“No one accepted our price. We would sell jeans at about $62-64.” Their first licensing agreement with an American company had to be terminated because it started manufacturing cheaper denim. The second one went bust because the company it partnered with went bankrupt. “I don’t know if I was being brave or stupid but I decided to keep the employees and start over. I called friends for advice and apologized to old customers. I couldn’t afford any more mistakes,” he says.
In 1992, they came up with the Diesel for Successful Living advertising campaign. The campaign made a mockery of American advertising, which promised to improve your life. Rosso says he is a big fan of irony and the Be Stupid campaign is only the latest in a series of advertising campaigns that have pushed the envelope. “At that time, all the advertising looked same. Our campaign came as a shock to everyone,” he says.
The US market was unexplored territory then. So is India now. Although there are many Diesel loyalists in the country, buying their perfect fit while travelling abroad, premium denim is still an alien concept for most. How can he justify a price tag of $500 for something that’s available to the Indian consumer at $50? “If you bring 10 different jeans from different brands right now I can show you so many detailing Diesel has that others won’t. You will continue to discover them many months after buying them,” he says.
He lifts his shirt to show me the double belt loops, one each for a big and small belt, and then points to droplets of white paint, a detailing done by hand. “The finishing inside, the kind of treatment that goes into making a pair, every piece is different. We have special machines to do our hip. It is not straight but like this,” he says, making a half-moon in the air with his finger. “It’s difficult because you have to train people to work in a different sort of way. It gives you more volume and the butt is…”—he explains the rest with his hand gestures.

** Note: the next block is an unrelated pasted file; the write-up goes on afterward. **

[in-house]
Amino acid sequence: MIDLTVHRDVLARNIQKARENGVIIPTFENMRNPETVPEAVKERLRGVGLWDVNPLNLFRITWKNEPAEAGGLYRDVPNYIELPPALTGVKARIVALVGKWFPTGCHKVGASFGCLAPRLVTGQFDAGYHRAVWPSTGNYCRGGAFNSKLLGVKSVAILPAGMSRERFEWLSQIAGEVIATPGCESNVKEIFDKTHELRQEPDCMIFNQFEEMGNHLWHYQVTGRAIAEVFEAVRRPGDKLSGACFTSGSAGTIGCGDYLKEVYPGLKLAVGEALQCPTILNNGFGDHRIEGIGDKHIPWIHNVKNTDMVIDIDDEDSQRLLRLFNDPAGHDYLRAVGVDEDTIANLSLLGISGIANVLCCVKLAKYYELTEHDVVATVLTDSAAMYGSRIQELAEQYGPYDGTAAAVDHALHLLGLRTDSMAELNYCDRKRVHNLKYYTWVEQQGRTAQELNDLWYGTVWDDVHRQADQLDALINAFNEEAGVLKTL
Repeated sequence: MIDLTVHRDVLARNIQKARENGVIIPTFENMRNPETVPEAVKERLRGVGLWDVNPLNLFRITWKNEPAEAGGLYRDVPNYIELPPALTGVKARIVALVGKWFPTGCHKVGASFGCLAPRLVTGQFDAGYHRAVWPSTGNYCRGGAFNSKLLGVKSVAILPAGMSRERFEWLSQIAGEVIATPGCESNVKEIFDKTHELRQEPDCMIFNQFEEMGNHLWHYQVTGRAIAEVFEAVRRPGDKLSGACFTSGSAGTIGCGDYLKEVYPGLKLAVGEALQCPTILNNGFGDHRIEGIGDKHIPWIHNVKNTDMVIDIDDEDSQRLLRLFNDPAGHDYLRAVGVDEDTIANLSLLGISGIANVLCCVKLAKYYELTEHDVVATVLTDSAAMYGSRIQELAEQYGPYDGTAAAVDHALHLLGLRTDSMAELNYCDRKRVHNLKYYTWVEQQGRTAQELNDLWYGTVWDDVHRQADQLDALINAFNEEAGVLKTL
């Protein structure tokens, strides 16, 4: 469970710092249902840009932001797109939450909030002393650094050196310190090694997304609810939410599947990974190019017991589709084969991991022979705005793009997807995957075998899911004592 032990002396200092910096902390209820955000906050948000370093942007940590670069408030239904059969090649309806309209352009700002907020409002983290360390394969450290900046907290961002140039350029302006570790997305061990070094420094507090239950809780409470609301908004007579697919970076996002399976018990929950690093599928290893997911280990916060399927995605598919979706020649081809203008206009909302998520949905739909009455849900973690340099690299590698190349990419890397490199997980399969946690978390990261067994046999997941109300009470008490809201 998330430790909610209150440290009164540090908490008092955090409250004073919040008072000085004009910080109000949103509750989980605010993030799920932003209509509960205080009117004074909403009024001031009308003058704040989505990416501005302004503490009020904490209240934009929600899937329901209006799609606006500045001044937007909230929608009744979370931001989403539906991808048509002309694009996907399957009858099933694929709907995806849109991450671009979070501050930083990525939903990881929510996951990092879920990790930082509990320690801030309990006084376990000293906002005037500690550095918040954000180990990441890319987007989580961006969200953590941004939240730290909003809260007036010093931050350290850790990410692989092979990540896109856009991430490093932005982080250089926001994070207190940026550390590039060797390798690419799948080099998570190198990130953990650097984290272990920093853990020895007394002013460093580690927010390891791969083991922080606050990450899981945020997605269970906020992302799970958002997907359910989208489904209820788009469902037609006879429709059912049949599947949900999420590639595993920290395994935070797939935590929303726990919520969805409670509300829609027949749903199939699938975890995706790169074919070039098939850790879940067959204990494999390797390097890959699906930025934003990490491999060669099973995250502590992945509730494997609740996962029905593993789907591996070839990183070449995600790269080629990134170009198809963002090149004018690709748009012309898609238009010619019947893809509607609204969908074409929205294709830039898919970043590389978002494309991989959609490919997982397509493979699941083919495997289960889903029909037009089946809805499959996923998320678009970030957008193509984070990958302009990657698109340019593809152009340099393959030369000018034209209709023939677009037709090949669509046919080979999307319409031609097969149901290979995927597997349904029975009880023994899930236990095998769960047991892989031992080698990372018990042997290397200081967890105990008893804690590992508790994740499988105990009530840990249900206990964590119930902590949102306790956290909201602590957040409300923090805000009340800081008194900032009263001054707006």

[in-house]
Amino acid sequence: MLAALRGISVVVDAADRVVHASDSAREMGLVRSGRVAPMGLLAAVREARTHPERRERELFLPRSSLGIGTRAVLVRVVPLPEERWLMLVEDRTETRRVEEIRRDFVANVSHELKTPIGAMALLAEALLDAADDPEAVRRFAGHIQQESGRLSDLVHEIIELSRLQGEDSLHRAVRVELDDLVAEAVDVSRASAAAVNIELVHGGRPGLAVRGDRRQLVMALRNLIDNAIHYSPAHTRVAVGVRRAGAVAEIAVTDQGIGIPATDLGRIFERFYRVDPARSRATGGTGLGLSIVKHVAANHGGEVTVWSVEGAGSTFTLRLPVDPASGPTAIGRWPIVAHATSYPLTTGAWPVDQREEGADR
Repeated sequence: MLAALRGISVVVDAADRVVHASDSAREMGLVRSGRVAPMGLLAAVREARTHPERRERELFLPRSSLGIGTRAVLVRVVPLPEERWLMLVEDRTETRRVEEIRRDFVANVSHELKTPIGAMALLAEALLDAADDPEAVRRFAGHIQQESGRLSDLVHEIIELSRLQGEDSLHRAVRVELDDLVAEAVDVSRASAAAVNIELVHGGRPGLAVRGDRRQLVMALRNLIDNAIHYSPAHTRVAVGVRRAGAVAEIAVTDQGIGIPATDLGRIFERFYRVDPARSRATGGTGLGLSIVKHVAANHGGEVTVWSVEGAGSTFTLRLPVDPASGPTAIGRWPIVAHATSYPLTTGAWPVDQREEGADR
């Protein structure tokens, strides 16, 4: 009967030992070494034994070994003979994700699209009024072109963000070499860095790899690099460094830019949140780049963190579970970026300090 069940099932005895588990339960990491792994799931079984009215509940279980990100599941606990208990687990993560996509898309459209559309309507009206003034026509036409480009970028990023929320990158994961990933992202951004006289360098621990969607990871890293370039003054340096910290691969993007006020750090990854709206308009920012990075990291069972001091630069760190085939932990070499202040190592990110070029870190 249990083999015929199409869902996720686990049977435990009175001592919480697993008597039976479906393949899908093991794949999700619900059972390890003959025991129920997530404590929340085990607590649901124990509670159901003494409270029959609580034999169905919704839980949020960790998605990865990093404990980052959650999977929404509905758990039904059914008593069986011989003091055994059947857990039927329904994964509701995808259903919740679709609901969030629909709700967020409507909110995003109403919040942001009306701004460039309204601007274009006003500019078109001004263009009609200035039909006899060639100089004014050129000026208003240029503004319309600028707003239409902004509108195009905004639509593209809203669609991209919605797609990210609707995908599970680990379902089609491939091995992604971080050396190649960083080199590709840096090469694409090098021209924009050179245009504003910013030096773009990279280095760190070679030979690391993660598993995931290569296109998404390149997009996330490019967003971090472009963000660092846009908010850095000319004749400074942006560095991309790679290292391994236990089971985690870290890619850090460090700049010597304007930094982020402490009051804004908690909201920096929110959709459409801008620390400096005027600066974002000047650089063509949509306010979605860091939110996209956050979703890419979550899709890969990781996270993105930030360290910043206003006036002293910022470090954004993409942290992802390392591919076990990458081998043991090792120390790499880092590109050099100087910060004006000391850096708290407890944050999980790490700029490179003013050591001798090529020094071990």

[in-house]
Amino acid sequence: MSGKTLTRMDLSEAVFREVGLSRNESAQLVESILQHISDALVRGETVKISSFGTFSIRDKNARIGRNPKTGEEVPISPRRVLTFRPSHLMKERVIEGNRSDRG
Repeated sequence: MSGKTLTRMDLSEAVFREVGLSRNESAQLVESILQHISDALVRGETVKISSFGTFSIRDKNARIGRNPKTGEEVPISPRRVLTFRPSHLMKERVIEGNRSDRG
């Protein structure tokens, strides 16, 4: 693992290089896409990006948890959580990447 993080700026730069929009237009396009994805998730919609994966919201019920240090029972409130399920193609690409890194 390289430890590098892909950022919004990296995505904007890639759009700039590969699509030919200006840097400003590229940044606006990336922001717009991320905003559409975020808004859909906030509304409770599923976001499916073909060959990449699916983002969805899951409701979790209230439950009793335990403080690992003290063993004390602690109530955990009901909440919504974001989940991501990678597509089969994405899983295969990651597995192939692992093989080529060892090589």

Rosso and Mehta hope to open seven stores in India this year and 22 within five years.
Over 30 years have passed since the brand was launched, but Rosso and Diesel continue to remain relevant to their target market—the youth. He says his biggest strength as a businessman is innovation.
“Stupid sees things as they can be and not as they are,” says a poster from the Be Stupid campaign. Rosso says he could get ideas from anywhere. “When I am on the Web, when I am talking to you, could be in the restaurant, in the disco, in the street, anywhere. I take pictures and I read 200 magazines from all over the world,” he says.
He makes sure that he and his employees have a lot of fun. Rosso divides his free time between his farm, playing football and doing yoga. “I go to pubs, disco, drink, enjoy and in other free time, I am also making sex. I am very social, no?” he says, laughing. He has six children with his ex-wife and lives in Bassano del Grappa in Italy. He has people who have taken over the finance and logistics of running the company, leaving Rosso free to work in the creative space.
For someone advocating being stupid, what is the stupidest thing he has done? “So many. First, to have a name like Diesel. Now it’s cool, but in the beginning, for a clothing line to be called that, was not. To decide to enter the US market. And to decide to make all Diesel stores different. It’s easy to make it same like a chain, but this is my way to run business,” he says.
rachana.n@livemint.com
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First Published: Tue, May 25 2010. 12 51 AM IST